Focal adhesion proteins α-parvin (ILKBP/actopaxin), β-parvin (affixin), and particularly interesting new cysteine-histidine-rich protein (PINCH) provide a link between the ECM and the actin cytoskeleton at integrin adhesion sites [16–25]. Parvins and PINCH bind to integrin-linked kinase (ILK) forming the heterotrimeric ILK-parvin-PINCH (IPP) complex that functions as a protein scaffold and signaling hub with a key role in focal adhesion assembly and integrin signaling [22–24]. Apart from the IPP, parvins and PINCH are engaged in multiple protein interactions and through these adaptor functions they promote actin-cytoskeleton remodeling, cell spreading, and cell migration [16–22]. Parvins and PINCH also regulate cell survival in part through effects on ILK and Akt signaling [20–25]. Increased expression of parvins and PINCH has been reported in human cancer promoting cancer cell migration, invasion, and apoptosis resistance [26–31].
Overall, cofilin, N-WASP, and focal adhesion proteins parvins and PINCH regulate cellular processes critically implicated in cancer progression. However, no previous studies, to the best of our knowledge, have addressed their role in human laryngeal cancer. This study aims to evaluate their expression and prognostic significance in human laryngeal squamous cell carcinoma.
2. Materials and Methods
2.1. Tissue Samples
Formalin-fixed, paraffin-embedded tissue samples from 72 patients with primary squamous cell laryngeal carcinoma that underwent total laryngectomy (plus, neck dissection, radiotherapy, and chemotherapy were appropriate) from 1994 to 2007 were obtained from the Department of Pathology, University Hospital of Patras. Cases were revised by expert pathologists (Helen Papadaki and Vasiliki Bravou). Clinical information and survival data were obtained from the records of the Department of Otolaryngology, Head and Neck Surgery, University Hospital of Patras. Two of the cases were women, and 70 were men. Ages ranged from 28 to 89 years old (average = 61.3, median = 61). The primary tumor was glottic in 43 cases, supraglottic in 27 cases, and subglottic in 2 cases. According to the WHO classification of tumors, 13 (18.1%) were classified as well differentiated (grade I), 49 (68.1%) as moderately differentiated (grade II), and 10 (13.9%) as poorly differentiated (grade III) . One case (1.4%) was stage I, 4 cases (5.6%) were stage II, 25 cases (34.7%) were stage III, and 42 cases (58.3%) were stage IV according to the TNM Classification of Malignant Tumours, 7th edition . Cervical lymph nodes (N) were positive in 19 cases (26.4%) while 53 (73.6%) cases had no cervical lymph node metastases. All patients were followed up at least for 5 years. The study was performed in accordance with the Helsinki Declarations and the institutional ethical guidelines.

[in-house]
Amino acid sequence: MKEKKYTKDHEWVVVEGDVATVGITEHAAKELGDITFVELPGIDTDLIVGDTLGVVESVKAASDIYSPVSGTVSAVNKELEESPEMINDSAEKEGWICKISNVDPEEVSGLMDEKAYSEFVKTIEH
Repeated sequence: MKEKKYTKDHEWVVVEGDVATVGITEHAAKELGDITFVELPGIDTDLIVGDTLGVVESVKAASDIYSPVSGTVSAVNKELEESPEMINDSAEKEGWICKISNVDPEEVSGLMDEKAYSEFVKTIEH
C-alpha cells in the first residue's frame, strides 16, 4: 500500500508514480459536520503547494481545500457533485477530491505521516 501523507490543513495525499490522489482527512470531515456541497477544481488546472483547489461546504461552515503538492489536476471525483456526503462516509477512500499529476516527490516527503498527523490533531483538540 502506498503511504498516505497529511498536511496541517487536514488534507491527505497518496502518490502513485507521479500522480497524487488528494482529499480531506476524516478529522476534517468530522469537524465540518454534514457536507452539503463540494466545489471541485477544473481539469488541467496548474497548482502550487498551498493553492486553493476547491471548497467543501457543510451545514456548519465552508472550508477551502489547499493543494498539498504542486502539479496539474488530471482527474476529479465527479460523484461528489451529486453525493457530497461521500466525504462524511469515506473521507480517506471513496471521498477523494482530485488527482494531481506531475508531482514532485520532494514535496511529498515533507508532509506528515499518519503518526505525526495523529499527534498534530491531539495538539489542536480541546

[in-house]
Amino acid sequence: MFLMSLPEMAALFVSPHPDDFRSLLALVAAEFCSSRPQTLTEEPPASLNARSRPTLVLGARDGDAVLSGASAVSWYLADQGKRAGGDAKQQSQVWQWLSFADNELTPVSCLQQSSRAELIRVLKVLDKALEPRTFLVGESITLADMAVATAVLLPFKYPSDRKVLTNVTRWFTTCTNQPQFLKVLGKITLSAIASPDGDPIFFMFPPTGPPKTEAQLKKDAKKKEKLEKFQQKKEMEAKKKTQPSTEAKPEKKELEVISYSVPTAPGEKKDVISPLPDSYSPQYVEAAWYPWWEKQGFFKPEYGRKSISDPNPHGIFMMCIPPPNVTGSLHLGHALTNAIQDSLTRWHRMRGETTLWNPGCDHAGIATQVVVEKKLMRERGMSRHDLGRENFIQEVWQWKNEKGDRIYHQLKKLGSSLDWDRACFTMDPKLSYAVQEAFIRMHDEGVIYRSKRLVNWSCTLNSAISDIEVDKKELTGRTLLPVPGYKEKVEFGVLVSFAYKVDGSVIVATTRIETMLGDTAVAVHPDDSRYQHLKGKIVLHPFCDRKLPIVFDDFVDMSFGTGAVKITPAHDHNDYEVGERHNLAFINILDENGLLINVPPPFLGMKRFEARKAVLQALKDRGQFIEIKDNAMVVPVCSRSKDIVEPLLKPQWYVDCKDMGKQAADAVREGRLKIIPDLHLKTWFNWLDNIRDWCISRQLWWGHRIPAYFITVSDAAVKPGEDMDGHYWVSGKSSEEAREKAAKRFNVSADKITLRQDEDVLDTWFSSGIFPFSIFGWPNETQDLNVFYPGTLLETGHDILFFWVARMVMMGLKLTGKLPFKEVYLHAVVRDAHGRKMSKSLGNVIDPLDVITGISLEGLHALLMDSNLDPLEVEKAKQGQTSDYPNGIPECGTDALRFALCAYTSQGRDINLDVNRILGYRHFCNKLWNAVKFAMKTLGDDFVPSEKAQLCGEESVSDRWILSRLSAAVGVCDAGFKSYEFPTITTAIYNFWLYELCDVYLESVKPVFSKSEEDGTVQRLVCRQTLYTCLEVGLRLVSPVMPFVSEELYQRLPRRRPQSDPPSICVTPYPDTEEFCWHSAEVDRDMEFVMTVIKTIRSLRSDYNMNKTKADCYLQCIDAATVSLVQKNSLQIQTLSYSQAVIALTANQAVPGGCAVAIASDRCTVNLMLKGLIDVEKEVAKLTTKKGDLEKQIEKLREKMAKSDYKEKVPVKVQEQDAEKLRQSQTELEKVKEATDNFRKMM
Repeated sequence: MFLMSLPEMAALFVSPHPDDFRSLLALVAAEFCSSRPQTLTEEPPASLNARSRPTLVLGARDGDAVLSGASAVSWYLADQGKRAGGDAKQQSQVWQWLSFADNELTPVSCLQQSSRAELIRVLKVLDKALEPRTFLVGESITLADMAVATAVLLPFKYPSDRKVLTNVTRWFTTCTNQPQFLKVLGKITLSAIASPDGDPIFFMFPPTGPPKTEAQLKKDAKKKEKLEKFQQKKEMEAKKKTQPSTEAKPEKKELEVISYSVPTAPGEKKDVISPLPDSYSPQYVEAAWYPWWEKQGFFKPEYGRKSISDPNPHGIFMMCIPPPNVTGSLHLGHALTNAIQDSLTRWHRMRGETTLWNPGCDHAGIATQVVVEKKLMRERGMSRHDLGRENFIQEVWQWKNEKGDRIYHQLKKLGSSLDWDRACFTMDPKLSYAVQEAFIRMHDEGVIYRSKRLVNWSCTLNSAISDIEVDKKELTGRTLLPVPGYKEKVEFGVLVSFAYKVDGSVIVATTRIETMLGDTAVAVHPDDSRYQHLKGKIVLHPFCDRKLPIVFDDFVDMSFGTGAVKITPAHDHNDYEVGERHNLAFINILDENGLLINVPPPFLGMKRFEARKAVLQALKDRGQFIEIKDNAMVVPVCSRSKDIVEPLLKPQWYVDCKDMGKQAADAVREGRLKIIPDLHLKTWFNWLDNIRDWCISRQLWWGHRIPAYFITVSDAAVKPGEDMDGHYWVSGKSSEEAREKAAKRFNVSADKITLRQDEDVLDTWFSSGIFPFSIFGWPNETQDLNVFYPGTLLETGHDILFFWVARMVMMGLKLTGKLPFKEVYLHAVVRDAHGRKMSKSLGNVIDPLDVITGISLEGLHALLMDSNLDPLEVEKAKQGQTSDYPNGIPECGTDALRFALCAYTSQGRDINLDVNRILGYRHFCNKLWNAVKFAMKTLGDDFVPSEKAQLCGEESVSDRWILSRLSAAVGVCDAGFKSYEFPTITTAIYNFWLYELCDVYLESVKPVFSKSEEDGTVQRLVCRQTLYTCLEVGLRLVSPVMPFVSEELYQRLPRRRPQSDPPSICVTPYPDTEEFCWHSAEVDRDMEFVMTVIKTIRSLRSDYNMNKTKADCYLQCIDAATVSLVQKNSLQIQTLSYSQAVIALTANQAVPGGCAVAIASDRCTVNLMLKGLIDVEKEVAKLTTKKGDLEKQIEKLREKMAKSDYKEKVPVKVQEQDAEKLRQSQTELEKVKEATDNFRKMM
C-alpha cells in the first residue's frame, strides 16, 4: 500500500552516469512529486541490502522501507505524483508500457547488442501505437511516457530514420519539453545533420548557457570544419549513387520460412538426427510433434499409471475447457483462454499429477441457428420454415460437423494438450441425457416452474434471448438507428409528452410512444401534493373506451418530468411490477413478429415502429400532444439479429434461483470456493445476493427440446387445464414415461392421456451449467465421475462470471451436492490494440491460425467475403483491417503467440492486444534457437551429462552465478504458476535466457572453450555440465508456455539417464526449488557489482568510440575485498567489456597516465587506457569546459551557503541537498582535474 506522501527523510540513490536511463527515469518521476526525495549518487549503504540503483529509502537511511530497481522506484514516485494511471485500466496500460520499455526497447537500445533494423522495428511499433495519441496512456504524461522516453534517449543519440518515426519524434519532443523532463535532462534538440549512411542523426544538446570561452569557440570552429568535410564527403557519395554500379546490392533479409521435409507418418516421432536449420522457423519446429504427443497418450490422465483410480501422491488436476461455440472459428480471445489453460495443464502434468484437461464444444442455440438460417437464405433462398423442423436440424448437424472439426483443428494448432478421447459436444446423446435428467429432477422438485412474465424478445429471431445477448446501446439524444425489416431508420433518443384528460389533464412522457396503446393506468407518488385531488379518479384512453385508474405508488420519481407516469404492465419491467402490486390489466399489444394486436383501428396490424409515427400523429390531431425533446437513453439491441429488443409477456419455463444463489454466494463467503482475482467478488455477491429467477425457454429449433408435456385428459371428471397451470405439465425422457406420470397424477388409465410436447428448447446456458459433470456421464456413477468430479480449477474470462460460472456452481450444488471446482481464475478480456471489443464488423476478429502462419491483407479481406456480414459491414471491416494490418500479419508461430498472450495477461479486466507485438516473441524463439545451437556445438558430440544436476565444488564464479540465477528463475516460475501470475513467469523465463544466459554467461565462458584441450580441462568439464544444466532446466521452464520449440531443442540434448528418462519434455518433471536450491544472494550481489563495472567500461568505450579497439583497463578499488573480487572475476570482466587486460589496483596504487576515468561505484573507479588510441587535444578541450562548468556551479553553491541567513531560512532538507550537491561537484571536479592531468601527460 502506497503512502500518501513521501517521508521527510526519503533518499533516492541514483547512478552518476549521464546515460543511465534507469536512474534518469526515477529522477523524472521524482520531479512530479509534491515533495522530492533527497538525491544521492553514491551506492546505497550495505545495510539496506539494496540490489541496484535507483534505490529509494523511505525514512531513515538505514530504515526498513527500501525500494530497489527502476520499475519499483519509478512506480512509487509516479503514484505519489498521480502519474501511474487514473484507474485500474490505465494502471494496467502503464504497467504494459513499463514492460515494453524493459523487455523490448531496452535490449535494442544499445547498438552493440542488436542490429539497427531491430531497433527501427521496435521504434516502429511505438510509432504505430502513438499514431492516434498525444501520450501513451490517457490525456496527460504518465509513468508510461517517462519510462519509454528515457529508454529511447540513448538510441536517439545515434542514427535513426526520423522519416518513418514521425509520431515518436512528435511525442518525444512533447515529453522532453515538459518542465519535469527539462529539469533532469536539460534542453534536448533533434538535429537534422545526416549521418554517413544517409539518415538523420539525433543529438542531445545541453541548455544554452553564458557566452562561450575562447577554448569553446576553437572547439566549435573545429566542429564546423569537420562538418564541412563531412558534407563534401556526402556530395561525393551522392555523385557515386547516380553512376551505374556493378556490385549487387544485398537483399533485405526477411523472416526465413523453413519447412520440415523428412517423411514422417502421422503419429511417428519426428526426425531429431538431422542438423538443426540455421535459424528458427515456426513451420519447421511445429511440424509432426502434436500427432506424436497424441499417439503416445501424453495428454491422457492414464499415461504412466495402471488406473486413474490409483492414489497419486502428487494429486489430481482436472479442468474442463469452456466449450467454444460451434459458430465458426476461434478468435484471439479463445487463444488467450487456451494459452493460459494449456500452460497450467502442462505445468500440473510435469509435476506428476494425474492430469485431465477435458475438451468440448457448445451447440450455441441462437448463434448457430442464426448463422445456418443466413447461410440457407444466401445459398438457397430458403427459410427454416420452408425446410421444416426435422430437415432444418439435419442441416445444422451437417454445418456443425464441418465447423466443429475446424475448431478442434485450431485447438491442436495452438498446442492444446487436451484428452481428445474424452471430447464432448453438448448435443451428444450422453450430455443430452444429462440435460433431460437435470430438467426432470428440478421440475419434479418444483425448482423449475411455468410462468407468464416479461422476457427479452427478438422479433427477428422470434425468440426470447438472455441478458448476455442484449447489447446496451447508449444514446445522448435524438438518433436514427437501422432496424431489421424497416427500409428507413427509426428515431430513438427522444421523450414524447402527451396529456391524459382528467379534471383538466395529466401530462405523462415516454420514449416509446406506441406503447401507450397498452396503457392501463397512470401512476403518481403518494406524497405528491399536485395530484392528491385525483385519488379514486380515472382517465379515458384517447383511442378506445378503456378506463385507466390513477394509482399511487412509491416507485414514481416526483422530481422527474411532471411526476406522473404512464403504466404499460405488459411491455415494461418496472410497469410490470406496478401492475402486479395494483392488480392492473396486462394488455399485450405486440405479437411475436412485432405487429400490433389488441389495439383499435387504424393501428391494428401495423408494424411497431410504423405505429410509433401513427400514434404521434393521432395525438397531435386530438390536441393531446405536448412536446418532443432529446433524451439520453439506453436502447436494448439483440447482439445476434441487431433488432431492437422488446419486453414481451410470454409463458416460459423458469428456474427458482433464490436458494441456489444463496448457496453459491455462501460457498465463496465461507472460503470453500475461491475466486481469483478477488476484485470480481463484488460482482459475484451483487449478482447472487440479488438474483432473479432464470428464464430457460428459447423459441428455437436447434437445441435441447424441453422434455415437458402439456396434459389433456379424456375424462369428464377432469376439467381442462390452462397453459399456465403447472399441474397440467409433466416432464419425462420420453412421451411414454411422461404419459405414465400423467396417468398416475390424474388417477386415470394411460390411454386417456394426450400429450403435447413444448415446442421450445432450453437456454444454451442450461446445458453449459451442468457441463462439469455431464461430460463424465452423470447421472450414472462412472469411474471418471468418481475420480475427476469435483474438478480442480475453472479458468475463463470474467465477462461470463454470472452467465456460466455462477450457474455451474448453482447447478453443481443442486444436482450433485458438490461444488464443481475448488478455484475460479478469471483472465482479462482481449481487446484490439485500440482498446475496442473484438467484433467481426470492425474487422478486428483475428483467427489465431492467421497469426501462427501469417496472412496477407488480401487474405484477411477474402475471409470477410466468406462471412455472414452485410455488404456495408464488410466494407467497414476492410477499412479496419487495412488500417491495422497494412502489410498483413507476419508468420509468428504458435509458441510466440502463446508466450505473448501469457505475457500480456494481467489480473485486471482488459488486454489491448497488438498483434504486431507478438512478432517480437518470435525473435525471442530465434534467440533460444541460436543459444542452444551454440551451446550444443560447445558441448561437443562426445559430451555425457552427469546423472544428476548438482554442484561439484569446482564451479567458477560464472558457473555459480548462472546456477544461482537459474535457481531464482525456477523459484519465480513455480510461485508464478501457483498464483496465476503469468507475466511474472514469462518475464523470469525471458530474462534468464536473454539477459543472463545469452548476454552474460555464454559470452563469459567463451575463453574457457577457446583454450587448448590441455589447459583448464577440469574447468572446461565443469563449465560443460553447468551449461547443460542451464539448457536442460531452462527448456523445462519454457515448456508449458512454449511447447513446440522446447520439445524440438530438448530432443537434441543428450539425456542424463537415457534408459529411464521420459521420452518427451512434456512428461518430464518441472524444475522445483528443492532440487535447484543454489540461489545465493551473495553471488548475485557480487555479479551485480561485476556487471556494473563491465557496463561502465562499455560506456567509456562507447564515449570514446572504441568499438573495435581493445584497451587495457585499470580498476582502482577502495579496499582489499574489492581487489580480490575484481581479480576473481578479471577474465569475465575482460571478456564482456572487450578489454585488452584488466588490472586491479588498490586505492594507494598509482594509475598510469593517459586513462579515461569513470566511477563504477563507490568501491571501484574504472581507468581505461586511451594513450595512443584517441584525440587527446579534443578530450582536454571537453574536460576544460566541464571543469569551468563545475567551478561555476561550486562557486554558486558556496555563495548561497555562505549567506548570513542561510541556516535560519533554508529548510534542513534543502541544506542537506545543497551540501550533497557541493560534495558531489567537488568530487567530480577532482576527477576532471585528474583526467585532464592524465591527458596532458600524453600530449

Immunohistochemistry was performed using a peroxidase-based polymer as previously described . Primary antibodies used were rabbit polyclonal anti-nonphosphorylated (active) cofilin-1 antibody (PA1-14111, Thermo Scientific, Waltham, MA, USA; 1 : 200), anti-N-WASP antibody (sc-20770, Santa Cruz Biotechnology Inc., Santa Cruz, CA, USA; 1 : 200), anti-PARVA (α-parvin) antibody (HPA005964, Sigma-Aldrich, St. Luis, USA; 1 : 200), anti-β-parvin antibody (sc-134832, Santa Cruz Biotechnology, CA, USA; 1 : 400), and mouse monoclonal anti-PINCH-1 (MABT162, EMD Millipore, Billerica, MA, USA; 1 : 80). Bound primary antibodies were detected with the Envision™ detection kit (K5007, DAKO, Hamburg, Germany) and diaminobenzidine (DAB) as the chromogen according to the user’s manual. Both positive (colorectal carcinomas) and negative controls (rabbit immunoglobulin fraction, DAKO, REFX0936) were used.
2.3. Immunohistochemical Evaluation